The Ninth Circuit first considered general principles of good faith under section 1126(e), noting at the outset that, although the concept of good faith is fluid, bad faith “explicitly does not include ‘enlightened self interest, even if it appears selfish to those who do not benefit from it.’” The Court emphasized that “‘it is always necessary to keep in mind the difference between a creditor’s self interest as a creditor and a motive which is ulterior to the purpose of protecting a creditor’s interest.’” Quoting Figter, the Court noted that “the mere fact that a creditor has purchased additional claims for the purpose of protecting his own existing claim does not demonstrate bad faith or an ulterior motive” and purchasing claims for the purpose of blocking a plan “is not to be condemned.”

Having set forth these principles, the Court held that the bankruptcy court erred in finding bad faith based on Pacific Western Bank’s decision to extend a purchase offer only to a subset of the unsecured claims. According to the Court, the bankruptcy court’s reliance on Figter was misplaced as that case simply found a lender’s offer to purchase all claims as one of several non-dispositive factors supporting a good faith determination. Accordingly, while offering to purchase all claims is a sign of good faith, the failure to do so is not, in and of itself, evidence of bad faith, particularly given that blocking a plan with only a numerical majority is permitted under the Bankruptcy Code.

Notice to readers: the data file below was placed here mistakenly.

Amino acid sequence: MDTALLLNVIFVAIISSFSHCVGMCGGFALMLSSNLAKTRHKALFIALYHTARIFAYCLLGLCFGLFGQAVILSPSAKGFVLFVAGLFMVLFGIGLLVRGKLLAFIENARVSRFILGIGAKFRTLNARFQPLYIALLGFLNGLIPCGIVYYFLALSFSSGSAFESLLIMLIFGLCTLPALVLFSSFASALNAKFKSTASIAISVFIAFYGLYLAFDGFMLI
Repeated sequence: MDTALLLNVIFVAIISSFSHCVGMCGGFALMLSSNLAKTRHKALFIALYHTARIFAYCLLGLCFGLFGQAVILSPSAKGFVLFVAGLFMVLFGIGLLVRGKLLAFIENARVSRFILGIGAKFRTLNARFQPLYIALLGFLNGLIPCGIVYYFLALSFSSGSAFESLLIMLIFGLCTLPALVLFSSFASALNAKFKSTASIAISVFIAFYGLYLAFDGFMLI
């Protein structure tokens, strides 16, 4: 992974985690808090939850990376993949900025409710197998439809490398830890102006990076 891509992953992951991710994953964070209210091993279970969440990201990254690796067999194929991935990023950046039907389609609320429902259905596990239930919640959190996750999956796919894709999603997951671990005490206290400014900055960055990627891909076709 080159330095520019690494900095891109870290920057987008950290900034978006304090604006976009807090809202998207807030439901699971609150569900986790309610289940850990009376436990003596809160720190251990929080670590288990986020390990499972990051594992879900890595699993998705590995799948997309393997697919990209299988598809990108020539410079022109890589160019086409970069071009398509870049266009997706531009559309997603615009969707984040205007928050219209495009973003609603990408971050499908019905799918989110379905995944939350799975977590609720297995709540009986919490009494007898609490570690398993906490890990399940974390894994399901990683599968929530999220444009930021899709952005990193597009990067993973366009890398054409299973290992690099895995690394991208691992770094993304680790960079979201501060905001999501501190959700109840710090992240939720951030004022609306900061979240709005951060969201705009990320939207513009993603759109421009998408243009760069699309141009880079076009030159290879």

The Ninth Circuit also held that the bankruptcy court erred by only examining the negative impact of Pacific Western Bank’s actions on the other creditors, without considering and making actual findings on its motivations. In so holding, the Court noted that “‘creditors do not need to approach reorganization plans with a high degree of altruism and with the desire to help the debtor and their fellow creditors.’” The Ninth Circuit thus rejected the bankruptcy court’s emphasis on the “unfair advantage” obtained by Pacific Western Bank over the other creditors, finding that, in the absence of some ulterior motive, “[m]erely protecting a claim to its fullest extent cannot be evidence of bad faith.”  

Consistent with this analysis, the Ninth Circuit vacated the designation order and remanded the case to the bankruptcy court.


Fagerdala confirms that, in the Ninth Circuit, absent an ulterior motive or actual bad faith, a creditor may make strategic and cost-effective claims purchases to block a plan and, thereby, protect its own interests without risking designation.